Friday, April 29, 2011

Chapter 53: Value Object Pattern

Value Object
In this chapter, we are going to take a detailed look at the Value Object Pattern.

What is Value Object Pattern?

The Value Object pattern provides the best way to exchange data across tiers or system boundaries, especially when there is network communication involved. This is a pattern that solves performance issues around network latency. Do I have to tell you that, this is a very useful pattern?


This pattern is an object that encapsulates a set of values that is moved across the boundary so that attempts to get the values of those attributes are local calls.

Is Not

This pattern is not a concrete object. You wouldn't use it to create an object. You could use it to hold values of that object.


This would be like placing several letters in a box to be mailed once a week instead of mailing the letters separately and multiple times over the week. The box is mailed once. When the box arrives, the mail carrier can just reach in the box for the next letter; she doesn't have to contact the origin, which would take a long time.


In J2EE, server-resident business applications often use session beans and entity beans. The session beans are responsible for functionality that is involved in one-to-one transactions with the client. In contrast, the entity beans are used to handle persistent data. So, the client will make many calls to the session bean to get data. That represents a lot of traffic, to and from a remote location because the bean may be at a server at a remote location. Likewise, the session bean may make many calls to the entity bean getting and setting attributes. The Value Object pattern encapsulates the data fields of an entity bean; VO has nothing to do with session beans (except that it is usually a session method call that returns a VO, instead of a remote entity reference).

This activity is inefficient. We need a way to eliminate all these potential network calls reducing overhead and providing a more direct access approach.


This pattern provides a mechanism to exchange many remote calls to local, direct calls.


This pattern attempts to reduce the network overhead by minimizing the number of network calls to get data from the business tier.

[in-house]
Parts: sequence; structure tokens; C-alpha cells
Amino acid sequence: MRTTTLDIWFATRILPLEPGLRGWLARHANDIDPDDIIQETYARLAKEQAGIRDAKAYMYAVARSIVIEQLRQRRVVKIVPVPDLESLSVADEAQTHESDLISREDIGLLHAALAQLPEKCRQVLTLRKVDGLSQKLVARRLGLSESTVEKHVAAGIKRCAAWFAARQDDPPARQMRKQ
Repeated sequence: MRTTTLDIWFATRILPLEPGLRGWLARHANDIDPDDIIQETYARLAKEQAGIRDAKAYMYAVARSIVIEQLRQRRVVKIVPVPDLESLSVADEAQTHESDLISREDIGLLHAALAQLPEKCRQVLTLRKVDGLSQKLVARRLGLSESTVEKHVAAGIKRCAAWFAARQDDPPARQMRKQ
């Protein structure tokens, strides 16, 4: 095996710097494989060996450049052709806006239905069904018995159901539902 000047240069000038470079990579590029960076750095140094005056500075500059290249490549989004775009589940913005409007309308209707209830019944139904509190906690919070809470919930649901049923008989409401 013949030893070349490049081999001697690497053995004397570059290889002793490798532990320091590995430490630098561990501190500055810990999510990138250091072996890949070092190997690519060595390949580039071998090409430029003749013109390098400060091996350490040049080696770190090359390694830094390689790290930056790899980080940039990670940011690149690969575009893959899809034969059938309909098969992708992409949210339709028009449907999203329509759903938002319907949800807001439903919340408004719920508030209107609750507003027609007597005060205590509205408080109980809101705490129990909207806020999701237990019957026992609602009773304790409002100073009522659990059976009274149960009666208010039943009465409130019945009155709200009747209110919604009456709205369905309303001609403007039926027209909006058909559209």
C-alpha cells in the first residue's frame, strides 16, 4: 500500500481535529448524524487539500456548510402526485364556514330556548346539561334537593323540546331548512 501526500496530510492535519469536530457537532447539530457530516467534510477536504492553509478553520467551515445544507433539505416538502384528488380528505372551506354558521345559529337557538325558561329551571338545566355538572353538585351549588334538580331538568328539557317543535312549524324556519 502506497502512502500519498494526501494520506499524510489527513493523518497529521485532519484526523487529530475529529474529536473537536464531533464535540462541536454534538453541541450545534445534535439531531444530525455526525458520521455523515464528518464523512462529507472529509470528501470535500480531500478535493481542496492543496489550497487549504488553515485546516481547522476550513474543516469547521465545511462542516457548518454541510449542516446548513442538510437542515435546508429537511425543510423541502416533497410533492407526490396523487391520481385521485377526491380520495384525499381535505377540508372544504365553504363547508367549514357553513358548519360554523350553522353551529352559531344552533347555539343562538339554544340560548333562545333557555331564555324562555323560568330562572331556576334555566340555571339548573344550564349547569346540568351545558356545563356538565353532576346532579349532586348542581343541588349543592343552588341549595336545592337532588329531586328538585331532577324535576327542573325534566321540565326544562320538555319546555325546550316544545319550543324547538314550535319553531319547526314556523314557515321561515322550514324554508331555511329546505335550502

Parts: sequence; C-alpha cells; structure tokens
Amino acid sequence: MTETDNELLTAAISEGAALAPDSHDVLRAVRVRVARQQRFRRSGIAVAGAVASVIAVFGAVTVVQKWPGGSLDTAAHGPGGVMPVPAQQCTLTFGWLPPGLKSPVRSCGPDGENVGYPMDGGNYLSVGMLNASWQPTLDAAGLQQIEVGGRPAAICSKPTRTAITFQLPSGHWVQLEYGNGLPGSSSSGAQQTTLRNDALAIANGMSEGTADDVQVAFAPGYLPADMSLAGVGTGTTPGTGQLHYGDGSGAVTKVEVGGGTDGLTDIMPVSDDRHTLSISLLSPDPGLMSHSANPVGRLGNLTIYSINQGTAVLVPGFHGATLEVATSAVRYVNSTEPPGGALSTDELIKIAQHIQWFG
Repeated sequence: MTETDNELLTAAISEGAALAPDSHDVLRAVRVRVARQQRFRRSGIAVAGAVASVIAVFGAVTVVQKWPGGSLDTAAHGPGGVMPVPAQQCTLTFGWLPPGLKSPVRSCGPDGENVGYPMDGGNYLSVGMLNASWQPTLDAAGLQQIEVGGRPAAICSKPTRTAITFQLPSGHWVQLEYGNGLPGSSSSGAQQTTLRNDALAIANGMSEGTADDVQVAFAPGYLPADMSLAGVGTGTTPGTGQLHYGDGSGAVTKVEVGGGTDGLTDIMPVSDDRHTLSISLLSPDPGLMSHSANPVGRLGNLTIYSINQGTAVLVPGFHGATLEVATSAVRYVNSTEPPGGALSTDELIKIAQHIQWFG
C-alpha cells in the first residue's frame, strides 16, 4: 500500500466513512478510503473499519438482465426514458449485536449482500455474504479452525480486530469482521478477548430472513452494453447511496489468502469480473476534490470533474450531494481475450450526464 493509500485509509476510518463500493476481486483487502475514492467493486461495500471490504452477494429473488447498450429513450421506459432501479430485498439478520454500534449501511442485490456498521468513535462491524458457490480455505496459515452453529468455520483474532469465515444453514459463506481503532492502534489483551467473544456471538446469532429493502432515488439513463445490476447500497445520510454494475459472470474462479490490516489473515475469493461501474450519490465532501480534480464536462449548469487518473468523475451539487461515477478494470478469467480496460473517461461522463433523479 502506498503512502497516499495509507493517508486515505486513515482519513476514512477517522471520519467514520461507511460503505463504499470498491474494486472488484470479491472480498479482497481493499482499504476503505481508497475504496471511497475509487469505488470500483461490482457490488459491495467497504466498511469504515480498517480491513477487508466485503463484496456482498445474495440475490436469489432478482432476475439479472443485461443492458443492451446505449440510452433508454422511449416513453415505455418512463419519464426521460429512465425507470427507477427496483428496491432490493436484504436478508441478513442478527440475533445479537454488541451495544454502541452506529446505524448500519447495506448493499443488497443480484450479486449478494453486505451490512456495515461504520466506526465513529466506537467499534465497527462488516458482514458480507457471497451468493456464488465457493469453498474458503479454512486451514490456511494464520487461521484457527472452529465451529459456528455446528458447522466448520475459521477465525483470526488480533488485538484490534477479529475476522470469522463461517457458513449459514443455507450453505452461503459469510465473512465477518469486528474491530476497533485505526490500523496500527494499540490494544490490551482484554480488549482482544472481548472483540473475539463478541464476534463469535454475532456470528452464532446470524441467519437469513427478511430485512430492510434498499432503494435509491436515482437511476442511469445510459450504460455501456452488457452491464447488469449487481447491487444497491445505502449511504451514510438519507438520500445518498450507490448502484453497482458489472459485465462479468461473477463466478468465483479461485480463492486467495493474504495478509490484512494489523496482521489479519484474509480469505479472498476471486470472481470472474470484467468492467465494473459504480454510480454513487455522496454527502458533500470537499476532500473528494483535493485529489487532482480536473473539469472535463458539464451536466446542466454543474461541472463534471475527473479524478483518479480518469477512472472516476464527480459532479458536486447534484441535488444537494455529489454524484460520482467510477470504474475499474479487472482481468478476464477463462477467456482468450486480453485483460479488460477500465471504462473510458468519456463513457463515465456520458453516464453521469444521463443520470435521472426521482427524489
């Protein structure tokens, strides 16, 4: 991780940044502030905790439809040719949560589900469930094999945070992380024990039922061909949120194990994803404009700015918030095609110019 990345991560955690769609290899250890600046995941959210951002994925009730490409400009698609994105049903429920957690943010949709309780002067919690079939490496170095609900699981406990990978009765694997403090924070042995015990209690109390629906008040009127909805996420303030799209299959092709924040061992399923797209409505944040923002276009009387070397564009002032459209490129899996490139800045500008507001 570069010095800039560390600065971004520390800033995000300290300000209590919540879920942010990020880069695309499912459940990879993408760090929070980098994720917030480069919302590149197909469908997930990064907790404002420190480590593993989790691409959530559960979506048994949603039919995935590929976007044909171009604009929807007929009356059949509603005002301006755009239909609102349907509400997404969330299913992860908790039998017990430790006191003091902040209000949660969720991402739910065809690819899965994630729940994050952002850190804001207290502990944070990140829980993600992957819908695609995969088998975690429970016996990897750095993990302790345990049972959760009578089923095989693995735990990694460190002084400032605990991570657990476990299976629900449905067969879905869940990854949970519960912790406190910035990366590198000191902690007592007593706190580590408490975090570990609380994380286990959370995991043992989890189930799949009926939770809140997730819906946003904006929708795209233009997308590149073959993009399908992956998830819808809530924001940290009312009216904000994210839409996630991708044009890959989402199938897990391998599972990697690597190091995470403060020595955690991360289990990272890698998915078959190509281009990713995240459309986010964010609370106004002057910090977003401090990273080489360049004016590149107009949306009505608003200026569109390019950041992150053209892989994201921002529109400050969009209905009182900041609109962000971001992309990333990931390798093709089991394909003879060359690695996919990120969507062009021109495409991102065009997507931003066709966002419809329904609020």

Primary Activity

Used to collect remote data into an object that is sent to the client, so now the client makes local calls to get values rather than remote ones.


Multi-tier applications that need to exchange sets of data between the client and server often.


• J2EE applications often use enterprise beans. All calls to these beans are performed via remote interfaces to the bean due to Java's architecture. This introduces overhead.
• The frequency of reads is greater than updates because the client gets the data from the business tier for presentation.
• The client usually needs a set of data, not just one attribute.
• Client calls to enterprise beans accessed over the network affects WebApp performance because of the sum of network latency of multiple attribute access to the entity bean.
• Regardless of Java's bean architecture, it would be better to collect attributes into one object and get them from it rather than make invoking remote methods for the same information.


This pattern is useful when you need a collection of data from a remote source or, more likely, when a client has to make several calls for data from entity beans.


• Simplifies Entity Bean and Remote Interface— Sun suggests using getData() and setData() methods on certain entity beans as a way to get and set a value object containing the set of attribute values. Calling the getData() method once replaces multiple calls to get methods. Likewise, the setData() method replaces many set calls.
• Using this pattern transfers a set of values in one method call improving overall performance, especially over the network. It represents coarse versus fine-grained interfaces.
• The client can update, delete, and read the values that are now local at will. When done, it can update the data source in one call. However, there may be a problem with synchronization as the other clients won't know about the changes until the update call. In the case of updates, there can be two conflicting update calls by two clients, so this must be synchronized somehow.


The ResultSet of JDBC is a collection of data returned from the data source resulting from a query. The data is now local in the ResultSet object so all calls to it are local rather than many calls to the data source directly.

Other Related Patterns

• Aggregate Entity that uses Value Object to get data across tiers.
• Session Fa├žade, which is the business interface for clients of J2EE applications. This pattern often uses value objects as an exchange mechanism with participating entity beans.
• Value List Handler is another pattern that provides lists of value objects constructed dynamically by accessing the persistent store at request time.
• Value Object Assembler builds composite value objects from different data sources. The data sources are usually session beans or entity beans that may be requested to provide their data as value objects.

Previous Chapter: Chapter 52 - Design Pattern Elements

Next Chapter: Chapter 54 - Data Access Object Pattern

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